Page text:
I don’t know why I stopped doing my journals shortly after the start of 2009. I think that was around the time when I really started to focus on writing my book. I guess I thought that time spent writing in journals was not time spent working on my book so I just stopped doing them. In retrospect, a terrible idea. I didn’t know at the time how important self-care and self-reflection was. That could explain why I was always so depressed in Seattle. (Well, that and 10 months of rain.)

As far as I can tell, I pretty much put my whole life on hold for a year or two. Maybe that’s why I managed to get my Christmas Cards done on time.

While I’m sad for the time I lost, I’m grateful that I’m now in the much healthier position to be able to write and work and do Christmas cards… and still have a life.


Christmas Miracle

I honestly don’t think I’ve ever gotten all of my greeting cards sent/Christmas shopping done before December 25th pretty much my entire life. If I ever managed to get them completed at all (which was very rare), they wouldn’t arrive to the receiver until mid-to-late January, always with an excuse about how busy I’ve been. “That’s life [as a server/in a theme park/on a cruise ship]! Holidays are our busy time! But hey, better late that never!”

I never wanted my Christmas cards and presents to be late but I guess my intentions were always too good, my sights too high. Despite being legitimately busy during the holidays, I had grandiose plans of sending handwritten cards and specially crafted gifts to everyone on my ever-increasing, meticulously curated lists of friends and coworkers from all around the world. But, like so many things in my past, I’d unwittingly set myself up for failure and, once I did inevitably fail, I’d beat myself up over it because the reason was never that I’d set unrealistic goals but because I wasn’t focused enough, organized enough, disciplined enough.

So I worked on getting organized and narrowing my focus and finding some discipline yet, while it got me better at managing the process of being overwhelmed, it never helped me complete anything.

But this past year, my attitude changed. My plans evolved. It stopped being about completing a series of (much too) big projects, and instead picking a direction towards a goal and then just doing what I could that moved me towards that destination.

I’ve read somewhere that, in the desert, a place where everything can look the same, large metal barrels have been placed a certain distant apart so that, when one drives past a barrel, then next one is just visible on the horizon. To get across the desert, one doesn’t have to know the entire route, one only has to see as far as the next barrel. That’s how I’ve been treating things. And it seems to have been working.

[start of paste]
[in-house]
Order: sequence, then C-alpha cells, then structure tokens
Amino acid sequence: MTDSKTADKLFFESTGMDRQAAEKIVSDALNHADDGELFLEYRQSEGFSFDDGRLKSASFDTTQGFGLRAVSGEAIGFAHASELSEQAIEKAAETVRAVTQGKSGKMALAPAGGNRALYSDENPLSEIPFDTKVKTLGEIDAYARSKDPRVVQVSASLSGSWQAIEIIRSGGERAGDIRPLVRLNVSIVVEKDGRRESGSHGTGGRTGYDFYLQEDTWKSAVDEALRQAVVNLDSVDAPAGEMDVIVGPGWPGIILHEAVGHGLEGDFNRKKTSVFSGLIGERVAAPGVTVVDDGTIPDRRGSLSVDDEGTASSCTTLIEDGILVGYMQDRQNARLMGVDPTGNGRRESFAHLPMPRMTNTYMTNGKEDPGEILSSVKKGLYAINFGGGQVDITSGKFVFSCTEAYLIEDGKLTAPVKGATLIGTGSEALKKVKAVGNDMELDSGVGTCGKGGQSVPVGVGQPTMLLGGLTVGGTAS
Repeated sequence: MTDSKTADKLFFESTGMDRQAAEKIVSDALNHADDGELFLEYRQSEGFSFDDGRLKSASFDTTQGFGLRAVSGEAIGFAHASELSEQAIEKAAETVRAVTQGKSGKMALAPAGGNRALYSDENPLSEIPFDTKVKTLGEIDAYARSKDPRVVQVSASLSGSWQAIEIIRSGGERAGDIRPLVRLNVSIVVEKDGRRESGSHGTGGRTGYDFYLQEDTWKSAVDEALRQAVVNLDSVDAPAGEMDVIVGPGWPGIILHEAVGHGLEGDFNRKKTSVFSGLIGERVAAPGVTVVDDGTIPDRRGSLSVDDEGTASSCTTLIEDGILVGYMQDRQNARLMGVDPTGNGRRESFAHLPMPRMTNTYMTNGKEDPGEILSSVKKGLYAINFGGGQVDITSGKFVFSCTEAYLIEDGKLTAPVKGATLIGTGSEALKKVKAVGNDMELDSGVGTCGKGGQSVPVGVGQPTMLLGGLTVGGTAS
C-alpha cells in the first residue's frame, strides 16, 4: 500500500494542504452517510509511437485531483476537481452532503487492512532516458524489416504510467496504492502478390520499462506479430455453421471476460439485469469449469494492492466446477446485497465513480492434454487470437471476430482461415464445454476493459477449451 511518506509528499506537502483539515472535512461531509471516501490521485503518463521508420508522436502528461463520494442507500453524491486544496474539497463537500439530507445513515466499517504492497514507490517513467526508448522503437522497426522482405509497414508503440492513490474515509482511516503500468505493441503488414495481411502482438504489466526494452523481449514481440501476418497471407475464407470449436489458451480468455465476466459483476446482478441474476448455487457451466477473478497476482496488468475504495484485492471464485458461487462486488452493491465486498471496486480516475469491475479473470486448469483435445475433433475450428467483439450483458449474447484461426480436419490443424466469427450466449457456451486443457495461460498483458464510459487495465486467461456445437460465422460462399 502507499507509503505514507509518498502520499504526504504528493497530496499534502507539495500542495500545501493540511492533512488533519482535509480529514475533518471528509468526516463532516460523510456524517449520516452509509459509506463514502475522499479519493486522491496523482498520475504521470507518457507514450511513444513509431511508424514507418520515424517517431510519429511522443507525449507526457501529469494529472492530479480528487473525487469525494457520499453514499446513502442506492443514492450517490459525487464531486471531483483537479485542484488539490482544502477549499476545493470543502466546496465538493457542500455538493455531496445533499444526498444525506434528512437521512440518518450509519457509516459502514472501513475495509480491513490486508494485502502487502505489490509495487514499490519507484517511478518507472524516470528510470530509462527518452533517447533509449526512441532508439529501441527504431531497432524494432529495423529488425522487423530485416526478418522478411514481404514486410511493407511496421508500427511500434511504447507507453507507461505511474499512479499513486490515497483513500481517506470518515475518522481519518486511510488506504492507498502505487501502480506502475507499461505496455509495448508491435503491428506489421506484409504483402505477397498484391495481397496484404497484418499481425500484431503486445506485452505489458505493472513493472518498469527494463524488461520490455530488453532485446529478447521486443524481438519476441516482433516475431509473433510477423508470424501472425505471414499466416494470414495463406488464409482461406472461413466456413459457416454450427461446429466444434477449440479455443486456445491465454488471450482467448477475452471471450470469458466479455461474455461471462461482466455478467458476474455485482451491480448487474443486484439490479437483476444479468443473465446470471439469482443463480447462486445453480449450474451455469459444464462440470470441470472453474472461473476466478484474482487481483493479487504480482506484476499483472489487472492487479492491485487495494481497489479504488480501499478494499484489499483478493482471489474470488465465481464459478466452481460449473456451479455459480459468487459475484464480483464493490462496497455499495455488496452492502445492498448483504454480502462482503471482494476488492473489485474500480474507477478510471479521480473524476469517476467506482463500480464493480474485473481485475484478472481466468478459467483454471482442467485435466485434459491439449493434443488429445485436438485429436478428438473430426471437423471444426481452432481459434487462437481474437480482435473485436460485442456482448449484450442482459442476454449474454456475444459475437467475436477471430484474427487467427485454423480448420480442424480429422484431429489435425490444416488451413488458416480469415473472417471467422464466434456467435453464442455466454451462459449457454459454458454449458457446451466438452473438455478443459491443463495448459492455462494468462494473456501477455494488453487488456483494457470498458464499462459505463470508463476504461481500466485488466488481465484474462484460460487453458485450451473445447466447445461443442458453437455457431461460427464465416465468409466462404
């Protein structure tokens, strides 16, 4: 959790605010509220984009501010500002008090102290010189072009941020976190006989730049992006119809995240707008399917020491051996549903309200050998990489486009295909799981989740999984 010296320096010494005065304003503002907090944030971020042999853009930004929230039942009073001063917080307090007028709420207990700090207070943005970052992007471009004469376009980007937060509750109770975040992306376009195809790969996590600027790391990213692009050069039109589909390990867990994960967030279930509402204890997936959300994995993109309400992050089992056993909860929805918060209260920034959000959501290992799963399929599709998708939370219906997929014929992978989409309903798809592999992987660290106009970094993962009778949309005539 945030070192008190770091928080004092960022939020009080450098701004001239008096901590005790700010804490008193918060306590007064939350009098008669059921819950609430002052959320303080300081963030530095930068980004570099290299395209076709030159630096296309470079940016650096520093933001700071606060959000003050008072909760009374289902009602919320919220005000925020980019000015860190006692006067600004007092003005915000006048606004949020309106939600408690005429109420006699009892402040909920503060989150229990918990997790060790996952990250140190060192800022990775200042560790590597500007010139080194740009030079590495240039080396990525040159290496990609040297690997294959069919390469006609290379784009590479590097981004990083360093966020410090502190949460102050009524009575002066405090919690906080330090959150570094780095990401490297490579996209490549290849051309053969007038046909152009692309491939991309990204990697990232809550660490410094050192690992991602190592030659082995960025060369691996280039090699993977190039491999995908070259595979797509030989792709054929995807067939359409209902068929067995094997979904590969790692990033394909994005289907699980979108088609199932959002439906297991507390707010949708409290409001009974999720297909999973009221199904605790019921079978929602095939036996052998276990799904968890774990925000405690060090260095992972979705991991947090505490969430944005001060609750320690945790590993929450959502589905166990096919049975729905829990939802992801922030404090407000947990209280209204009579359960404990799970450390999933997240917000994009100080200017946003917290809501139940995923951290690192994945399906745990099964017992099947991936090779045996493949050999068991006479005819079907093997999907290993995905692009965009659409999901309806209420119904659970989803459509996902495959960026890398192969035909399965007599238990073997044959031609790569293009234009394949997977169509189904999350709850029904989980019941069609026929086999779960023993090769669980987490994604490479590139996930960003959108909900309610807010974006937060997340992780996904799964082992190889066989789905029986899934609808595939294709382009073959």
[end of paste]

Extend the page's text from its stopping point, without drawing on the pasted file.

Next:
As a result, despite all the crap that’s happened in the past 12 months, it’s been one of my most productive years yet: I advanced to the top at work, I’ve restarted a blog, I literally helped “Save the Cat” and, as of this afternoon, I got all my Christmas stuff done BEFORE Christmas.


The Gift of Gifts

It’s as easy to get caught up in consumerism around the holidays as it is to roll your eyes at those who do. The Christmas Season now starts days before Thanksgiving and, at some stores and theme parks, lasts until the end of the first week of January. People say that we’ve lost the true meaning of Christmas but I’d argue that there was probably never a “true” one to begin with. What began as a pagan winter holiday became co-opted by Christians only to be co-opted by companies trying to sell you something. And it’s all this commercialism that can turn people off. But, please don’t be mad at the gifts.

Gifts can be important. Gifts can show that you care, or that you’re cared about. Gifts don’t have to be extravagant or expensive to be special. And, even if you don’t like what you’ve been given, it shouldn’t negate the act of the giving. Marie Kondo, author of “The Life-Changing Magic of Tidying Up“, believes that the giver’s joy happens the moment the gift is given. (Hence her also believing one shouldn’t feel guilty about throwing out or regifting items you don’t want. Considering she comes from Japan – a country with omiyage, or “obligational gifts” – this is probably not a bad idea!)

Anyways, gifts were a big part of making today special. I gave two small, simple gifts at work which helped ease some long-running tensions and, later, a coworker gave my fiancé and me the most incredible of hand-made gifts. And it turns out she got as much joy out of making those gifts as we did from receiving them. At a time when most people only seem to care about themselves, and being selfish is about to become law in this country, I’m grateful for days like today.